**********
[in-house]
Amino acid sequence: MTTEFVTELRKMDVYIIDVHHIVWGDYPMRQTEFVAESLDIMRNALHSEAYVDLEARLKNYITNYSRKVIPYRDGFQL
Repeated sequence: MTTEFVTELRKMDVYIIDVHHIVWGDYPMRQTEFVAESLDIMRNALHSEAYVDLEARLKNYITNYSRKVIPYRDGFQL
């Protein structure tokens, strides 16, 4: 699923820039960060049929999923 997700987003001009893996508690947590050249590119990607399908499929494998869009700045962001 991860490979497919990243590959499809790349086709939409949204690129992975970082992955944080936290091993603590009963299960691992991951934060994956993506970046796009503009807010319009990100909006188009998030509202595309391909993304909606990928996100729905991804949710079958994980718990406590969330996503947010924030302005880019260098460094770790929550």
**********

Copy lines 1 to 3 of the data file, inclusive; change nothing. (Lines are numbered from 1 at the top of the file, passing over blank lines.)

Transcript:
[in-house]
Amino acid sequence: MTTEFVTELRKMDVYIIDVHHIVWGDYPMRQTEFVAESLDIMRNALHSEAYVDLEARLKNYITNYSRKVIPYRDGFQL
Repeated sequence: MTTEFVTELRKMDVYIIDVHHIVWGDYPMRQTEFVAESLDIMRNALHSEAYVDLEARLKNYITNYSRKVIPYRDGFQL